Believe the Good News

A story received at second-hand:

One weekday afternoon, a man, probably in his sixties and mostly gray now, entered the vestibule of a Catholic church. He had come to it because it was unknown to him, and he to it. He had attended his usual parish intermittently at best for quite a while, sometimes missing Mass for a span of many months over a course of even more years. The confessional was in the rear, so he turned left and entered. There was a narrow, floor-to-ceiling screen with a kneeler on one side and a chair on the other. Facing that chair was another set a few feet away. There was no priest in the first chair, so he stared for a moment at the statue of Jesus in the tiny alcove to his left. At Jesus’ feet were candles in red glass containers. He left and wandered back out front where he saw the priest coming up the sidewalk accompanied by a plump, bespectacled young woman.

“Are confessions being heard today?” the man asked.

“Yes, absolutely. I’m on my way in,” said the priest. The man guessed him to be in his early fifties, and couldn’t tell whether he was going bald or shaved his head. Maybe both. He was short in stature but appeared fit, wore a neatly trimmed goatee, and his features struck the man as stern – ‘pugnacious’ was another word that came to mind. He looked like a little tough guy, and the man wondered what might be in his past.

The man followed the priest and the woman back inside. The priest entered the confessional while the woman knelt in a back pew and placed a white veil over her hair. The man stood there with his hands in his pockets until the woman said, without turning around, “You can go ahead.” So he entered the confessional once more. Anonymity had been lost, so he sat in the chair across from the priest.

He leaned forward, elbows on knees, clasping his hands together, looking down rather than at the priest. He cleared his throat. “It’s been many years since my last confession.”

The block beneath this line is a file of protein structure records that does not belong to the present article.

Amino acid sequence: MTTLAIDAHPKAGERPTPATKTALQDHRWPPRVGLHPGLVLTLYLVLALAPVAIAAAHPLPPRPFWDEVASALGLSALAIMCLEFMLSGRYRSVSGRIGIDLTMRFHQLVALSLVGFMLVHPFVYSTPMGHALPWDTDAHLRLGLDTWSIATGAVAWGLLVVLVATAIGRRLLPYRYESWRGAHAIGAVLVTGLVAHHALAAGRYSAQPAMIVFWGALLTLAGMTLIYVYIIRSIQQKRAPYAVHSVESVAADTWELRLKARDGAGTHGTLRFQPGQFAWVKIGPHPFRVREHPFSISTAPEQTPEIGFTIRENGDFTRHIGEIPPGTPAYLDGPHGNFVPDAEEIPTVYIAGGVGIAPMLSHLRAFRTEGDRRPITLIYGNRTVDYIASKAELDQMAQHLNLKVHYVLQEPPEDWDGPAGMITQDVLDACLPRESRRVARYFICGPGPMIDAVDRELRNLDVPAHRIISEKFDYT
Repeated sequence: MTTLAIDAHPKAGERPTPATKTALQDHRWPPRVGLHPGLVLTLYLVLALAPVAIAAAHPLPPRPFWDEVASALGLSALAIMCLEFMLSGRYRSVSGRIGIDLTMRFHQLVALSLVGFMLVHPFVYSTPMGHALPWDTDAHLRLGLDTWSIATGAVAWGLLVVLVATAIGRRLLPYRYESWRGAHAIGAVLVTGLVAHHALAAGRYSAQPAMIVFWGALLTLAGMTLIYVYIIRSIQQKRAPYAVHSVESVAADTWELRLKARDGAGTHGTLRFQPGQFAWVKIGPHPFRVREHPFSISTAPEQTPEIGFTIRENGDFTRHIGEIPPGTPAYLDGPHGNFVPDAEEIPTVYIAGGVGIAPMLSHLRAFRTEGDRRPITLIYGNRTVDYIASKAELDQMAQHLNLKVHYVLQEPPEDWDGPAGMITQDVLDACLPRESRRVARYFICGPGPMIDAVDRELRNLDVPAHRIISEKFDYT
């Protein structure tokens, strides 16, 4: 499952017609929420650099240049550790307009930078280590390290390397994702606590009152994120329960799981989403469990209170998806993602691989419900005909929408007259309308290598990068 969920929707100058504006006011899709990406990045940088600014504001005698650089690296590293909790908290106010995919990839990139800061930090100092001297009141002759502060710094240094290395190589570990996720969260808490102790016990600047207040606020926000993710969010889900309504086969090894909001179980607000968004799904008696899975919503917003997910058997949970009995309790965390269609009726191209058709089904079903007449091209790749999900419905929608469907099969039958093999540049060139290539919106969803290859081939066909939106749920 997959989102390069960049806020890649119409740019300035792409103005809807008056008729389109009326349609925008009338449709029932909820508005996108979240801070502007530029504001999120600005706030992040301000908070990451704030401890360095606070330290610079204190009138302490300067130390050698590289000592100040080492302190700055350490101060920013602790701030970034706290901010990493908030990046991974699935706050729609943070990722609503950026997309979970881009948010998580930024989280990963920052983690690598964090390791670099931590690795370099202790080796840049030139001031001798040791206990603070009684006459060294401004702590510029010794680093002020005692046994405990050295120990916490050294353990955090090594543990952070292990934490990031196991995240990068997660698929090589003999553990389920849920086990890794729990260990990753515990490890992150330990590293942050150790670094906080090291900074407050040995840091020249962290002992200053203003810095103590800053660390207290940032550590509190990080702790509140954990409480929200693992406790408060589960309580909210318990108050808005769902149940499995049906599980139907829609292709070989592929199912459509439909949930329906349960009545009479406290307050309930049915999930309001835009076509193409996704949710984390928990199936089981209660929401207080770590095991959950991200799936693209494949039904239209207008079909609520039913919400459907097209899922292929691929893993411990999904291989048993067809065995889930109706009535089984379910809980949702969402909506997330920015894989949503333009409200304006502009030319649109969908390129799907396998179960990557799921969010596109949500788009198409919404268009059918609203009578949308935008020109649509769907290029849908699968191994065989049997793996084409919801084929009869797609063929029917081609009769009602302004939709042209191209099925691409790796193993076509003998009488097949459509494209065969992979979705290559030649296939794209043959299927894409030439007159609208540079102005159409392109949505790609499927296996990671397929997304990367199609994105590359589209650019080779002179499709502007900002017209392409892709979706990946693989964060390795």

“Ah, well, begin wherever you like.”

The man reached into his jacket pocket and pulled out a small piece of spiral notebook paper. There were torn fringes along the top. The list had seemed long when he’d written it, but it now occurred to him that it was less a list of sins than of categories of sins, there being so many. The list looked suddenly and pathetically brief, and a sense of his own cowardice bent him further down. “I, uh…”

The priest interrupted. “Let me just say from the outset – and I don’t mean to make light of it -” the man looked up briefly to see the priest smiling, but not with amusement; it was something else altogether – “but the fact that you’ve even tried to make that list after all these years, well…Do you know how happy God is today? Seriously. You have made God happy. I really believe that. I’m happy. In fact, there are numberless souls all around us right now, rejoicing with him that you’re even here today.”

The man hadn’t thought of it that way. He just nodded, head down. “Well, I went through the ten commandments…”

“Of course. Go ahead.”

And so the man went through his list of generalities – his swearing, which arose in his thoughts and alighted on his lips second nature; his lying, his anger, his impatience, his envy. When he got to the part that distressed him most, disgusted him actually [we shall categorize it under offenses against purity] he found it hard to go on. There was another “I, uh.” He removed his glasses and wiped his eyes. He never once looked up. He could not.

“You know what else is a fact?” said the priest. “Even before you get to the end of that list, you’re as clean as on the day you were a baptized baby.”

He hadn’t thought of that, either, yet felt the need to justify himself. “I never stopped believing. Just gave up on myself, I guess.”

“Until today,” the priest reminded him. The man nodded again, apparently all the response of which he was capable, his breathing a visible sign to the priest of some battle being waged. The priest asked him if he ever thought of death. “A lot,” said the man.

“A greater death has been lifted from you. Now you may rest in peace.”